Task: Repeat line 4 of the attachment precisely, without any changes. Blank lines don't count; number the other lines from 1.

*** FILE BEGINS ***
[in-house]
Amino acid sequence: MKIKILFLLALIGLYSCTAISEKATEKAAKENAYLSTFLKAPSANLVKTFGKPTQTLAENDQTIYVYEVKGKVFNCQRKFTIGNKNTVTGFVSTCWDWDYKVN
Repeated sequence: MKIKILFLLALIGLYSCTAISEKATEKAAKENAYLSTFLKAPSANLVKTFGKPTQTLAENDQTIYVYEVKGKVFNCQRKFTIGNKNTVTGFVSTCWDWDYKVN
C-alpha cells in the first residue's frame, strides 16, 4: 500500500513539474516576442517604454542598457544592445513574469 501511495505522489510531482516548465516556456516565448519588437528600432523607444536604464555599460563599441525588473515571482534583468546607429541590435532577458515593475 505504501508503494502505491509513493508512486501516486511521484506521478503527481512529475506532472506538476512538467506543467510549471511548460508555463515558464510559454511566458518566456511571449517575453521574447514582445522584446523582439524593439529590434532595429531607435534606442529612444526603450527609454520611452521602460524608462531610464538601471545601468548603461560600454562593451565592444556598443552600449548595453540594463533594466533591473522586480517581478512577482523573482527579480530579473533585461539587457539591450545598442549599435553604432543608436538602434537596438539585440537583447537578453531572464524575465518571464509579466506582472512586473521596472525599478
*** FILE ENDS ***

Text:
C-alpha cells in the first residue's frame, strides 16, 4: 500500500513539474516576442517604454542598457544592445513574469 501511495505522489510531482516548465516556456516565448519588437528600432523607444536604464555599460563599441525588473515571482534583468546607429541590435532577458515593475 505504501508503494502505491509513493508512486501516486511521484506521478503527481512529475506532472506538476512538467506543467510549471511548460508555463515558464510559454511566458518566456511571449517575453521574447514582445522584446523582439524593439529590434532595429531607435534606442529612444526603450527609454520611452521602460524608462531610464538601471545601468548603461560600454562593451565592444556598443552600449548595453540594463533594466533591473522586480517581478512577482523573482527579480530579473533585461539587457539591450545598442549599435553604432543608436538602434537596438539585440537583447537578453531572464524575465518571464509579466506582472512586473521596472525599478